Women’s intimate health can sometimes feel like an embarrassing topic to discuss – but experts say it’s vital to pay attention to what’s normal and what’s not, as serious conditions, like gynaecological cancer, can be easy to miss.
“One of the main reasons people don’t treat infections is because they don’t know they have one – mainly because they simply don’t know the symptoms,” says consultant gynaecologist Dr Anne Henderson.
She recommends checking your vulva regularly, to help understand any changes that may be happening. “Women should examine their vulva at least [every] two to three months,” she says. “You need to check for change in skin colour, anatomy and shape, and if you’re suffering with painful symptoms or bleeding, seek specialist help from your GP.”
Remember, it’s often a case of knowing what’s ‘normal’ for you, and most of the time if something does seem unusual, there won’t be anything seriously wrong – but it’s always best to get things checked out sooner rather than later.
Here, Henderson talks through a handful of intimate health warning signs that everyone should be aware of…
A lot of women are concerned about their discharge, but Henderson assures that it is mostly a healthy and very normal bodily function, as it sweeps bacteria away from the vagina.
Nonetheless, problems with discharge can start when you have an overgrowth of certain bacteria or pathogens.
“If you have a heavy, white discharge, this may be thrush presenting itself,” she says. “At the beginning, it often manifests as very thick, severe thrush that can be likened to cream cheese or cottage cheese. It can have also have obvious lumps in it.
“If your discharge is runny, watery or even has a greyish colour however, this may be an indicator that you are experiencing bacterial vaginosis (BV), which is caused by specific gardnerella bacteria,” she adds. “If you’re unsure what your discharge means, self-tests such as Canestest (£10.49, Boots.com) will help you quickly identify if your pH levels have changed and if you are experiencing thrush or BV. Once you have your diagnosis, you can effectively treat any changes.”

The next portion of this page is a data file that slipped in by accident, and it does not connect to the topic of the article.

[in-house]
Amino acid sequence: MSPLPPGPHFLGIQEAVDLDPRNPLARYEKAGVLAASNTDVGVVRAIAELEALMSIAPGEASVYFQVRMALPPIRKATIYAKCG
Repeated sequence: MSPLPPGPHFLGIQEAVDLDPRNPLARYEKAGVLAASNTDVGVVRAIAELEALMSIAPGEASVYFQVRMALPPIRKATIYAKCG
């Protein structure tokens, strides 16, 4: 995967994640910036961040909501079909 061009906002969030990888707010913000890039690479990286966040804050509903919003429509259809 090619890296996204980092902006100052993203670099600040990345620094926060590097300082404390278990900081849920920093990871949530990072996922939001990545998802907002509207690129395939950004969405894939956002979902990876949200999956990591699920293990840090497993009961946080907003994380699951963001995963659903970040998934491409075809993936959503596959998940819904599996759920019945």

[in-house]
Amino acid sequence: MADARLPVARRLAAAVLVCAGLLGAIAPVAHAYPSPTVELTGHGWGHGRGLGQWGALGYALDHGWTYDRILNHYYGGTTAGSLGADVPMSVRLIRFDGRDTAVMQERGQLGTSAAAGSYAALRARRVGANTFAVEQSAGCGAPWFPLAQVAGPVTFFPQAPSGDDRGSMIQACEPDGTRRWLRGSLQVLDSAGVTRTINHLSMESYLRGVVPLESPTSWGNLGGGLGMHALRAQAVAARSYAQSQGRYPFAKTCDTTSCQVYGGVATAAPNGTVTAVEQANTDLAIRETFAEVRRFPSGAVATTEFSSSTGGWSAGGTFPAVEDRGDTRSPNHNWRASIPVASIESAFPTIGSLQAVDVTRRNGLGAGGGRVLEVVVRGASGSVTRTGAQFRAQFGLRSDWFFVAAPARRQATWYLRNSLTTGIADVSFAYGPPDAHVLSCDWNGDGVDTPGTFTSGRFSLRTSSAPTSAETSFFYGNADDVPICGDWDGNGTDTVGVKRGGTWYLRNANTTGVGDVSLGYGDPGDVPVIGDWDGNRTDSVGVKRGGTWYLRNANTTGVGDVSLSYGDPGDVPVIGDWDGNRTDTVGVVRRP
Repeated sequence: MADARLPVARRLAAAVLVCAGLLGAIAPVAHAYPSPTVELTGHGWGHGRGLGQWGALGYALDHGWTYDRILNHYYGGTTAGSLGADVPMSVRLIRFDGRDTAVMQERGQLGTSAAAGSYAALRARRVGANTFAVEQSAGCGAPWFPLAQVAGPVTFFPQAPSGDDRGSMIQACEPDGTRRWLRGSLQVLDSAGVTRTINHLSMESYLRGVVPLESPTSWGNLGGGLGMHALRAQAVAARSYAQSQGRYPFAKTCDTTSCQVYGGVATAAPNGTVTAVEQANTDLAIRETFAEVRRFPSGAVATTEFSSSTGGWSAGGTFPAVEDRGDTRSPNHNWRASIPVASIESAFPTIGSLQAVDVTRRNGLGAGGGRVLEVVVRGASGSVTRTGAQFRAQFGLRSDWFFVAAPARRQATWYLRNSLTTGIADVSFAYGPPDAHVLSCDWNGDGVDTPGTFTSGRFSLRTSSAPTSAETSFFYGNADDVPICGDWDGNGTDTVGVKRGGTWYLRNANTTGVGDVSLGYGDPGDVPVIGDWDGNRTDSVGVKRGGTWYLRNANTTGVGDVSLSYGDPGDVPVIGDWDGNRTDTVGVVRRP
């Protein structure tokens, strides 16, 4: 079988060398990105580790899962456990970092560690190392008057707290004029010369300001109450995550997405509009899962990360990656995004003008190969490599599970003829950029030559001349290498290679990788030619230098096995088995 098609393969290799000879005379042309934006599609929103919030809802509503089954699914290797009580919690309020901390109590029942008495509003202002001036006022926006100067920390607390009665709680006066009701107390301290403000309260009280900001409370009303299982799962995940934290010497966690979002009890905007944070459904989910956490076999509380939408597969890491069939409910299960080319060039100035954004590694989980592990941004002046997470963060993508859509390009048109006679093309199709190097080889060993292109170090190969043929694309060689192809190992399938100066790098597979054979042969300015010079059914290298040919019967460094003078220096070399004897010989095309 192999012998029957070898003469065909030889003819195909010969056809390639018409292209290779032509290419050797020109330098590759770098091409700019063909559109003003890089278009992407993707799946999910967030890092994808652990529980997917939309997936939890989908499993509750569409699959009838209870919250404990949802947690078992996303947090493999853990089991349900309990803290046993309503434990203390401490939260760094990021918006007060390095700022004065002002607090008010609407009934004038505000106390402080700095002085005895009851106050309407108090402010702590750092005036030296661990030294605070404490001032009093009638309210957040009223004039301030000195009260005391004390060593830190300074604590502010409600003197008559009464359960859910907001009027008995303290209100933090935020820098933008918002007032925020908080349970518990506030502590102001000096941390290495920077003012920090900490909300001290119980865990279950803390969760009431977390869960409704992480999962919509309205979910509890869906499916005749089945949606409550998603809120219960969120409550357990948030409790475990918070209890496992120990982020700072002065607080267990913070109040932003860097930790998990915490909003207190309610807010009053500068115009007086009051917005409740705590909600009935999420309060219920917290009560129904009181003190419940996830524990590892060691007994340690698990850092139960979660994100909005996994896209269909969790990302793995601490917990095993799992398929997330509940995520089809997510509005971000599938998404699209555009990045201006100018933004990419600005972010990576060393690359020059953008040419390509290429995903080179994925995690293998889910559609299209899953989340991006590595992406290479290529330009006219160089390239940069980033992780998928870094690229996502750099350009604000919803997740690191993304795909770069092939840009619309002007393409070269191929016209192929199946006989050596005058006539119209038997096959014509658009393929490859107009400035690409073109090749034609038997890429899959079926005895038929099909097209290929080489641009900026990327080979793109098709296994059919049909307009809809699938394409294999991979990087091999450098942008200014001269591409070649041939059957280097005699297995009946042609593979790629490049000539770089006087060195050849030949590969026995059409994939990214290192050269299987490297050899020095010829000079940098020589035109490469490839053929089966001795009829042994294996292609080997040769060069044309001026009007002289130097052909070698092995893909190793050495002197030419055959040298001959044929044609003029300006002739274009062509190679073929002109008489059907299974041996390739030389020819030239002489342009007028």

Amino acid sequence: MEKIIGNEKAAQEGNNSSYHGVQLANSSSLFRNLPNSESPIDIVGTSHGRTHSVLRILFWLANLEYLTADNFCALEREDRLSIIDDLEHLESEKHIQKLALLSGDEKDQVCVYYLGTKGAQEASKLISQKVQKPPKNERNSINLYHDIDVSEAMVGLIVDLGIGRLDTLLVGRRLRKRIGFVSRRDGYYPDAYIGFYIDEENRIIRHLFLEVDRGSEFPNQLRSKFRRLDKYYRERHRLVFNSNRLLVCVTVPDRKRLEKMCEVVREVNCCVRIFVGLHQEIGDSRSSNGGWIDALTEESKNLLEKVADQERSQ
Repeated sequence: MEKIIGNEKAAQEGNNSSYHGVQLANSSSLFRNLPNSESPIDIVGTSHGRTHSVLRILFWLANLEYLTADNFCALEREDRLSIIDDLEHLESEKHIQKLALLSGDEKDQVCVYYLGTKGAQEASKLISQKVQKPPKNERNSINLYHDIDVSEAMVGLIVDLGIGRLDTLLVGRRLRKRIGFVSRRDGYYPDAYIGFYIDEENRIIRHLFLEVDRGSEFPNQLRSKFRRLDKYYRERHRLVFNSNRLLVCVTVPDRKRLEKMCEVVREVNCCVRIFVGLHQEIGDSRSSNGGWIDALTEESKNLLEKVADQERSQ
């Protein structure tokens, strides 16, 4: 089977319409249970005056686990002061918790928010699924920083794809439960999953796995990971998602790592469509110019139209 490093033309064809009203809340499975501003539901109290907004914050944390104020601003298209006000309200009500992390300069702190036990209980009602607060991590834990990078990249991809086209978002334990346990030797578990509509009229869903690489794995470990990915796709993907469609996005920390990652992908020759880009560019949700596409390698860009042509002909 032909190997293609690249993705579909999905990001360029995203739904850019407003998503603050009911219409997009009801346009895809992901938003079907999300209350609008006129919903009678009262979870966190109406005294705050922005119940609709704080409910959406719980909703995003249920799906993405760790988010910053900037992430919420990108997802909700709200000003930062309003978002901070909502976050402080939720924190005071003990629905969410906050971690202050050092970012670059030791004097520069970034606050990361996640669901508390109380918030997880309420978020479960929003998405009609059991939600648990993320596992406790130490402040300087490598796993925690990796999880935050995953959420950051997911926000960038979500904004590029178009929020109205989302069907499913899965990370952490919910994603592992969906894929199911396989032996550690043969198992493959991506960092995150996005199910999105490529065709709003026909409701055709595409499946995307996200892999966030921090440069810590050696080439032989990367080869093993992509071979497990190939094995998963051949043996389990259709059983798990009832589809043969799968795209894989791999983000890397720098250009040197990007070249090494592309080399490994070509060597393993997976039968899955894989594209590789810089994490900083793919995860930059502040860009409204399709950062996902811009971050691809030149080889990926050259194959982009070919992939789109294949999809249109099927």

Experiencing an itchy vulva can indicate a number of possible problems. “These can range from an infection such as thrush, to a reaction to underwear or clothing- especially clothes made from synthetic fibres,” says Henderson. “Vaginal itching can also be caused by vaginal dryness, often onset by the menopause.”
If you have vaginal or vulval itching, Henderson recommends switching to cotton underwear rather than polyester, and try to use non-bio washing powders that won’t aggravate delicate skin.
“Think about the products you’re using in the bath or shower too, as this could be causing irritation,” she adds. “Finally, fragranced tampons can sometimes add to the irritation so I always recommend that women should consider using organic varieties, as these are less likely to cause further symptoms.”
Pain with intercourse is an important symptom which is easy to ignore, particularly if it’s never happened before. “If pain is unusual for you, it’s something that should definitely be checked out because it could be one of the first signs of a serious infection,” warns Henderson.
“If you’re experiencing pain due to vaginal dryness, meanwhile, this could be a symptom of the menopause or a hormonal imbalance due to a lack of oestrogen. This can be treated effectively with local oestrogen replacement.
“In some cases, pain during sex can indicate thrush, and if you’re experiencing pain and bleeding during intercourse, it may indicate an STI or even inflammation of the cervix,” she adds. “It’s always a good idea to seek advice from your GP if sex is causing discomfort.”
Pain can sometimes be associated with gynaecological cancers too – the best thing to do is make an appointment and get things checked.
4. Change in odour
When it comes to ‘down there’, everyone has a slightly different odour and what women find normal or abnormal is not the same for everyone.
“Your vaginal odour will change slightly through the month, largely because the pH level changes and the whole consistency of the mucus changes due to hormonal cycles,” says Henderson. “Getting to know what’s going on will help you understand what is normal for you. If you notice a dramatic change combined with an increase or change in discharge, it may represent a problem which needs to be checked out.
“A change in discharge combined with a ‘fishy’ odour, for instance, could likely be bacterial vaginosis. However, unlike thrush, it won’t cause discomfort.”
If you suspect you have BV, Henderson says you may be able to treat the symptoms quickly with a pH balancing gel, such as Canesbalance Bacterial Vaginosis Vaginal Gel (£13.49, Superdrug.com).
If symptoms persist though, see your doctor to get things checked.
“Most lumps or bumps on the vulval area are benign and completely harmless,” says Henderson, “although they can catch on underwear and cause irritation or discomfort during exercise or intercourse. However, in very rare cases, new lesions can indicate more serious pathology, including vulval pre-cancer or cancer.”
Henderson says vulval cancer may present either as an ulcer or open sore, which is more common than a lump or cystic swelling. “The affected area can also be uncomfortable, with burning discomfort and itching, but some cases are asymptomatic.”
She stresses that if something feels wrong with your intimate health, it’s always a good idea to get a second opinion. “Changes such as this should always be checked promptly by your GP,” she says.